For President Joe Biden, Saudi Arabia is the problem that never goes away. First came his decision to refrain from slapping penalties on Saudi Crown Prince Mohammed bin Salman (MbS) following the kidnapping and murder of Washington Post columnist Jamal Khashoggi (the Biden administration did place travel restrictions on seventy-six other Saudi officials and sanctioned the elite Saudi intelligence force that carried out the operation).

Then, in November last year, the White House notified Congress of its first arms deal with the kingdom, a $650 million sale of missiles that caused heartburn in some corners of the president’s own party. Then...

For President Joe Biden, Saudi Arabia is the problem that never goes away. First came his decision to refrain from slapping penalties on Saudi Crown Prince Mohammed bin Salman (MbS) following the kidnapping and murder of Washington Post columnist Jamal Khashoggi (the Biden administration did place travel restrictions on seventy-six other Saudi officials and sanctioned the elite Saudi intelligence force that carried out the operation).

Then, in November last year, the White House notified Congress of its first arms deal with the kingdom, a $650 million sale of missiles that caused heartburn in some corners of the president’s own party. Then came Biden’s highly controversial visit to the kingdom this summer, made worse after Riyadh pressured OPEC+ less than three months later to cut oil production by 2 million barrels per day.

Now comes another development, yet again related to the Khashoggi case. More than two years after the journalist’s fiancé, Hatice Cengiz, sued the Saudi crown prince in US district court for unspecified damages, the United States has killed her case. Due to the principles of head-of-state immunity, the State Department told the court, MbS is entitled to protections against the suit. While it’s true MbS is not yet king, he is nevertheless running the Saudi government under the tutelage of his father, King Salman bin Abdulaziz, who promoted him to prime minister in September. There’s a strong possibility the aging monarch did this precisely to protect his favorite son from possible repercussions over the Khashoggi case.

While the judge has the final say on whether to grant the immunity request, the judicial branch is extremely deferential to the executive on matters of foreign policy and national security. Indeed, this isn’t the first time US district court judges have been asked to rule on an immunity request for a foreign head of state or government. When Joseph Kabila, the president of the Democratic Republic of the Congo, was sued for the beating of a group of activists in front of a Washington, DC hotel during a state trip, another US district court judge threw out the case, citing the State Department’s argument that Kabila was entitled to diplomatic protection. The official ruling hasn’t been made on MBS, but it stands to reason that, like Kabila, the crown prince won’t have anything to worry about.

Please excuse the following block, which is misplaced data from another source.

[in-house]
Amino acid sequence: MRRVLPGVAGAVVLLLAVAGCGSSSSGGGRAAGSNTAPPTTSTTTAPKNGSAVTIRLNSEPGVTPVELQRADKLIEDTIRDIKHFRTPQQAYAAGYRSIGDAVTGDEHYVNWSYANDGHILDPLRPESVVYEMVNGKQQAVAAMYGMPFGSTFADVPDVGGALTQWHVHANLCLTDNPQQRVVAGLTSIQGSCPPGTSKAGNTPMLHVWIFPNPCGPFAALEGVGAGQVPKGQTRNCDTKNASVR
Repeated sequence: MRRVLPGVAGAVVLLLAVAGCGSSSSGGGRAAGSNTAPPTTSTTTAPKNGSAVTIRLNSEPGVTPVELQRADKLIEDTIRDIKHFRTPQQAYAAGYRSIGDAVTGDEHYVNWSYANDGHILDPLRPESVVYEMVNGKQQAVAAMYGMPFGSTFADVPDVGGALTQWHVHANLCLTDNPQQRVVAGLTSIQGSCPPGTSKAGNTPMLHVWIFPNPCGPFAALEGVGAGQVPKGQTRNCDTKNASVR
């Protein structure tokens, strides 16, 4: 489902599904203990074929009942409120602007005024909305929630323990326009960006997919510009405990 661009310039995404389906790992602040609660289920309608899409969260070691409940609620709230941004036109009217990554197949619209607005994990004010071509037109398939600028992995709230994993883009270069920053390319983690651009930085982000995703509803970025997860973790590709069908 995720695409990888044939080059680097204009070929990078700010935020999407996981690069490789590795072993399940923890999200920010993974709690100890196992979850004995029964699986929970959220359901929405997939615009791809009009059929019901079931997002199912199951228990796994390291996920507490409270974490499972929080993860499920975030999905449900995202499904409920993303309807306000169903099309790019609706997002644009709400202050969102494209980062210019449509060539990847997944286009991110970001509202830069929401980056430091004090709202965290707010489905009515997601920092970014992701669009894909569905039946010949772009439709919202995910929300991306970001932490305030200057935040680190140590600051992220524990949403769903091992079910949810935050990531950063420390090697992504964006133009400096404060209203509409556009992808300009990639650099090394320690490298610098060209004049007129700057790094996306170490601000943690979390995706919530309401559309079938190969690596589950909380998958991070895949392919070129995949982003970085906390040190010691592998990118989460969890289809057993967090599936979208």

As you might expect, the State Department’s claim of immunity has generated intense blowback, if not disgust, in the journalism and human rights communities. David Ignatius, a columnist at the Washington Post and a colleague of the late Khashoggi, wrote that despite pledging he would treat Saudi Arabia as a pariah state, “Biden has sadly capitulated to what he viewed as a need to mend relations with the man [MbS] who might be Saudi Arabia’s king for decades.” Agnès Callamard, who investigated the Khashoggi case during her tenure as the UN special rapporteur on extrajudicial executions, was more colorful: “Hear ye, hear ye, government officials with blood on your hands, generals commanding war crimes, ministers ordering abduction and torture, corrupt executives, let it be known, to put yourself above the law just declare yourself head of state.”

The feelings are more than understandable. There’s something dirty and soulless about a theory that affords presidents, prime ministers and kings more legal protection than the rest of us. Even so, this same theory is universally accepted for the simple reason that countries don’t want to see their leaders hauled into foreign courts and asked to answer for alleged crimes executed on their behalf. States are fearful, with good reason, that allowing such suits against foreign leaders would create a dangerous precedent, exposing their own officials to similar cases regardless of the merits.

A US State Department spokesperson was at pains to explain that cloaking MbS with an immunity blanket shouldn’t be read as a reflection of innocence on the part of the crown prince. “This Suggestion of Immunity… speaks to nothing on broader policy or the state of relations,” the spokesperson said.

This is the epitome of a gross understatement. The state of US-Saudi relations lies somewhere between poor and contemptuous. Fist-bump aside, Biden and MbS have no personal relationship and exhibit a similar degree of loathing for each other. The Saudis consider the Americans sanctimonious blowhards, not to mention impatient amateurs who don’t comprehend the oil market. The Americans view the Saudis as unapologetic, entitled opportunists who assume that, when push comes to shove, the US defense establishment will always be at their beck and call. Washington and Riyadh have reached a point in their seven-decade long partnership where the core arrangement holding everything together (security for the kingdom; reliable oil supplies for the world market) is now being bogged down by a series of structural geopolitical factors and divergent interests.

If the kingdom decides to stick with its current oil production targets during next month’s OPEC+ meeting, the partnership will sink even lower.

This article was originally published on The Spectator’s UK website.